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Natural Awakenings Dallas -Fort Worth Metroplex Edition


A Clean Environment Makes for a Clean Body and Mind

May 30, 2019 11:47AM ● By Gina Cronin

Elizabeth Seymour, M.D.

Whether a person lives in the city or the countryside, exposure to toxins can be a concern. The healthcare professionals at the Environmental Health Center Dallas understand the toll that these toxins and frequencies can take on the body, and work to decrease their patients’ exposure and susceptibility while promoting clean living. Unfortunately, there are thousands of chemical byproducts that people come in contact with each day from air-pollens, smog, mold, carpets, cleaning supplies, and perfume, to name a few. Even the electromagnetic radiation from Wi-Fi is becoming a worry.

“Often, patients come to us after having seen many physicians and specialists to no avail,” says Elizabeth Seymour, M.D., a family and functional medicine physician at Environmental Health Center. “We work to get to the root cause—and we often find that the root cause is directly related to these everyday stressors.”

William J. Rea, M.D., founded the Environmental Health Center in 1974, and was a pioneer in pinpointing the correlation between human health and the environment. He saw that buildup from various exposures can cause a variety of physical and mental complications, including headaches, blood vessel abnormalities, asthma, sleep disturbance, learning disorders, inflammatory problems and even cancer. “I remember the first time I attended one of Dr. Rea’s conferences about mold and mycotoxins,” says Seymour. “He has saved so many lives and done phenomenal work, and I am so grateful to have learned from him and want to do my best to continue his legacy.”

Seymour conducts a variety of skin, blood and urine tests to gauge a patient’s sensitivity and inflammatory response to different substances. Some are more sensitive than others to certain types of foods, molds, heavy metals and other toxins, and by knowing exactly which substances are problematic to the patient, she can build an individualized, multifaceted detox program. In the event that a change in lifestyle is not possible, she uses treatments that help desensitize the patient to these stressors so they can live their lives with fewer symptoms and reactions.

The Environmental Health Center is founded on three simple tenets: clean environment, clean water, and organic, whole foods.

Clean Environment. While it can be difficult to control exposure outside, people have the power to change their home environment. There are many factors to consider: moisture in the bathroom, mold in the walls, pesticides in the garden, chemicals in the cleaning supplies, electromagnetic radiation from Wi-Fi, dander from pets, off-gassing from mattresses and carpets, and more. “It is so important to make changes where you can—and I always walk my patients through the steps for having mold remediated, leaks fixed, toxic garden and cleaning supplies replaced, and more,” Seymour says.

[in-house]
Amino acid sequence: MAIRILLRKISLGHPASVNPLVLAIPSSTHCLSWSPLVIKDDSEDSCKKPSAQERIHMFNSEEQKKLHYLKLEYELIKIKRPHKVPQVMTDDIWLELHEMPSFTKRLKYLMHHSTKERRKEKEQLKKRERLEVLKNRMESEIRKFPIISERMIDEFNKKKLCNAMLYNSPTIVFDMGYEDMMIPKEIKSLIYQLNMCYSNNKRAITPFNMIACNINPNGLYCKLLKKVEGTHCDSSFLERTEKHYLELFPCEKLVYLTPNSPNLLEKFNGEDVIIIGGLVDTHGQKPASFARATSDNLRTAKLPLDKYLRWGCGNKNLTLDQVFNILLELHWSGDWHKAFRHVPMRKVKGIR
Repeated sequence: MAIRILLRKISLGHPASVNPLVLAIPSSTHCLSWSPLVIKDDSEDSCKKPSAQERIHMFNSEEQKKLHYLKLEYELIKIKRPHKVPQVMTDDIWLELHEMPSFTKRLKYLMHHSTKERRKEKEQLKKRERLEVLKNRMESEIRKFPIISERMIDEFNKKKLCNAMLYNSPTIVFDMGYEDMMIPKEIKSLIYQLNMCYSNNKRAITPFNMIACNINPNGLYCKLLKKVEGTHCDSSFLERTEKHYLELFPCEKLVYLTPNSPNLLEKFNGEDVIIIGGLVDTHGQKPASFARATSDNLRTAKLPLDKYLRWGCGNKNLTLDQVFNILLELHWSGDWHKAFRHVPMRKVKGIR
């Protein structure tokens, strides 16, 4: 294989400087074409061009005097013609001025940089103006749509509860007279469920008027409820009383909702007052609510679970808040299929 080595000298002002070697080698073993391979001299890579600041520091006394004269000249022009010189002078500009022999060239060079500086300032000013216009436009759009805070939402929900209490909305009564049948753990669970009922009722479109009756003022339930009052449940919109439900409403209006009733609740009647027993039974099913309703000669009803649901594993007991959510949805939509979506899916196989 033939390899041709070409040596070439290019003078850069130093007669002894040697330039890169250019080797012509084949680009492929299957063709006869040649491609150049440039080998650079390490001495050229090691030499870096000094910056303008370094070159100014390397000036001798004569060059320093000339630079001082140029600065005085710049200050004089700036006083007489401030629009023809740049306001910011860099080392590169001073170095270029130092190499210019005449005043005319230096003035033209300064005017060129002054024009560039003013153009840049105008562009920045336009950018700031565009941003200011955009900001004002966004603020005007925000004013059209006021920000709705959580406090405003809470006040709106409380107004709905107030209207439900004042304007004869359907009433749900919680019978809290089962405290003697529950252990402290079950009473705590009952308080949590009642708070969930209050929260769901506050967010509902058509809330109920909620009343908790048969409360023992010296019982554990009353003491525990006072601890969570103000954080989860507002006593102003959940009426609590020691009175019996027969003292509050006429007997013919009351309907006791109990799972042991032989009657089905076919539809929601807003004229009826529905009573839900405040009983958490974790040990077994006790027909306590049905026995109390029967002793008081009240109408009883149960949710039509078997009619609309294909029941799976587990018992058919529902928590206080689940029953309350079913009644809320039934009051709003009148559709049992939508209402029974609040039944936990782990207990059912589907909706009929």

Clean Water. Many people are still drinking out of plastic bottles, knowing that plastic can leach chemicals into their water. “Imagine children playing sports and drinking from plastic while the bottle sits under the Texas sun; this heat increases the chemicals entering the water,” Seymour says. “Some patients also are misled by thinking BPA-free means toxin-free, and even buy BPA-free plastic baby bottles, but there are other chemicals that can make their way into water.” Seymour explains that city tap water can also be contaminated, and recommends instead drinking purified spring water from glass bottles, both of which are available at the Environmental Health Center. Another suggestion is a whole home reverse osmosis filtration system.

Organic, Whole Food. “This is a heavy, loaded topic, as people have to eat every day, yet so many of our food sources are contaminated—and these contaminants make their way into our bodies,” Seymour says. Animals are injected with hormones and antibiotics to grow faster and prevent parasites; fruits and vegetables are sprayed with pesticides to kill weeds and insects; and other food products are so processed, modified and filled with additives that there is not a shred of nutritional value remaining. “I try to educate my patients that food needs to be real, food needs to be organic—because the body needs minerals and nutrients and calories; cells depend on those nutrients, and many biochemical processes cannot happen without them.”

Many patients that visit the Environmental Health Center find that by switching to organic pproduce, reducing consumption of inflammatory foods, changing from carpet to ceramic floors, ditching plastic bottles for glass or powering off their cell phone at night, they can reclaim their health. Many symptoms and physical ailments subside when we make a conscious effort, with the help of their physician, to live a toxin-free life.

The Environmental Health Center is located at 8345 Walnut Hill Lane, Ste. 220, in Dallas. For more information, call 214-368-4132 or visit

Gina Cronin is a writer for Natural Awakenings magazine. To connect, visit




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